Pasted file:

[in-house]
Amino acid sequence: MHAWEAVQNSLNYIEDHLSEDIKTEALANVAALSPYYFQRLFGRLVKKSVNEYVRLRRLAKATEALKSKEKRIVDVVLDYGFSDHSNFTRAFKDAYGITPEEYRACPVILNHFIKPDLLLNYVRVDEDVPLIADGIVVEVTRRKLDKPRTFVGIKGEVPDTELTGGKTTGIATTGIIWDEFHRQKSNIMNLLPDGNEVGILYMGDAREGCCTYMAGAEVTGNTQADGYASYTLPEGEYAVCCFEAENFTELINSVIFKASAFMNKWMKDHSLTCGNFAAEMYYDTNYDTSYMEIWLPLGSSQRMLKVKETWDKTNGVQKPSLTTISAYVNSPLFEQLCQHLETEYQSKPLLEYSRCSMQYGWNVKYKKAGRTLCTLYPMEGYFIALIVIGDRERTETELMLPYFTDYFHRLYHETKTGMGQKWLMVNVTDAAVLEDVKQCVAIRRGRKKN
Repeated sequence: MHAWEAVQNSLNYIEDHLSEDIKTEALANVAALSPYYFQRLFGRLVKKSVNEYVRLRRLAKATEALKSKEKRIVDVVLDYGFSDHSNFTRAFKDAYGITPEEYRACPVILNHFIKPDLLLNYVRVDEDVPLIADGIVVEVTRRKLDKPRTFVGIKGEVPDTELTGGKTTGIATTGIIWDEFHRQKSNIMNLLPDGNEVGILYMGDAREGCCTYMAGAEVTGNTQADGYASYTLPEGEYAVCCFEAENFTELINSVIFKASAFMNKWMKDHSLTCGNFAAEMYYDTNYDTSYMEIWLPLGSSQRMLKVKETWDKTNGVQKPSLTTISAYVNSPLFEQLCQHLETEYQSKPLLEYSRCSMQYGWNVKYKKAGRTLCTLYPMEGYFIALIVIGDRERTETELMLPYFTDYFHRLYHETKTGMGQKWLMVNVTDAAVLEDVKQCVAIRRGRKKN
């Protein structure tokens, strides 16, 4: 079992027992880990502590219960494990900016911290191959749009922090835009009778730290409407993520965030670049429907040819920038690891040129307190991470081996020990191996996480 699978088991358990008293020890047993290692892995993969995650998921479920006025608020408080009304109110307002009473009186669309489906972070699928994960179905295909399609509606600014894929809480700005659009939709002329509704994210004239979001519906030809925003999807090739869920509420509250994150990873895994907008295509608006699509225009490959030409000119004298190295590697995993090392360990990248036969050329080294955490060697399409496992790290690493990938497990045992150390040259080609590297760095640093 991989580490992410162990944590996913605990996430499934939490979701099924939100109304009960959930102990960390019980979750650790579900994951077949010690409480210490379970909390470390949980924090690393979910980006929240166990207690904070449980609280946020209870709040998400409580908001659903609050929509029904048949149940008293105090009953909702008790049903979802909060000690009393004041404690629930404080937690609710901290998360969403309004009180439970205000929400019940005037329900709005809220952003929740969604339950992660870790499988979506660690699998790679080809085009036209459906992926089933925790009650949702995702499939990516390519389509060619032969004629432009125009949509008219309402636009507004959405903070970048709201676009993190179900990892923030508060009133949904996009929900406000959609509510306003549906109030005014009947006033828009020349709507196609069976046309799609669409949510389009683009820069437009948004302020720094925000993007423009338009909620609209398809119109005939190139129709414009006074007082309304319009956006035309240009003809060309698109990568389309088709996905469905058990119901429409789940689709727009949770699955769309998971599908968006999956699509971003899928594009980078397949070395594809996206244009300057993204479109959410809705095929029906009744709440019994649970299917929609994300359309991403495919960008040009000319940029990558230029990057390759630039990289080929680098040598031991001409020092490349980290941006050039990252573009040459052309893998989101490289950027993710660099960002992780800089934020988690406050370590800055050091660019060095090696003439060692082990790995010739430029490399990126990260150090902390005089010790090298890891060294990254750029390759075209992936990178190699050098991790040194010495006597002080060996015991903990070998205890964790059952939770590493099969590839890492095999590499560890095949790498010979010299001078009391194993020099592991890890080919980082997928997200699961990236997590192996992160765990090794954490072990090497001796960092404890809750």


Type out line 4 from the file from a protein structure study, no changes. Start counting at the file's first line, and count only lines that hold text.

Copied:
């Protein structure tokens, strides 16, 4: 079992027992880990502590219960494990900016911290191959749009922090835009009778730290409407993520965030670049429907040819920038690891040129307190991470081996020990191996996480 699978088991358990008293020890047993290692892995993969995650998921479920006025608020408080009304109110307002009473009186669309489906972070699928994960179905295909399609509606600014894929809480700005659009939709002329509704994210004239979001519906030809925003999807090739869920509420509250994150990873895994907008295509608006699509225009490959030409000119004298190295590697995993090392360990990248036969050329080294955490060697399409496992790290690493990938497990045992150390040259080609590297760095640093 991989580490992410162990944590996913605990996430499934939490979701099924939100109304009960959930102990960390019980979750650790579900994951077949010690409480210490379970909390470390949980924090690393979910980006929240166990207690904070449980609280946020209870709040998400409580908001659903609050929509029904048949149940008293105090009953909702008790049903979802909060000690009393004041404690629930404080937690609710901290998360969403309004009180439970205000929400019940005037329900709005809220952003929740969604339950992660870790499988979506660690699998790679080809085009036209459906992926089933925790009650949702995702499939990516390519389509060619032969004629432009125009949509008219309402636009507004959405903070970048709201676009993190179900990892923030508060009133949904996009929900406000959609509510306003549906109030005014009947006033828009020349709507196609069976046309799609669409949510389009683009820069437009948004302020720094925000993007423009338009909620609209398809119109005939190139129709414009006074007082309304319009956006035309240009003809060309698109990568389309088709996905469905058990119901429409789940689709727009949770699955769309998971599908968006999956699509971003899928594009980078397949070395594809996206244009300057993204479109959410809705095929029906009744709440019994649970299917929609994300359309991403495919960008040009000319940029990558230029990057390759630039990289080929680098040598031991001409020092490349980290941006050039990252573009040459052309893998989101490289950027993710660099960002992780800089934020988690406050370590800055050091660019060095090696003439060692082990790995010739430029490399990126990260150090902390005089010790090298890891060294990254750029390759075209992936990178190699050098991790040194010495006597002080060996015991903990070998205890964790059952939770590493099969590839890492095999590499560890095949790498010979010299001078009391194993020099592991890890080919980082997928997200699961990236997590192996992160765990090794954490072990090497001796960092404890809750």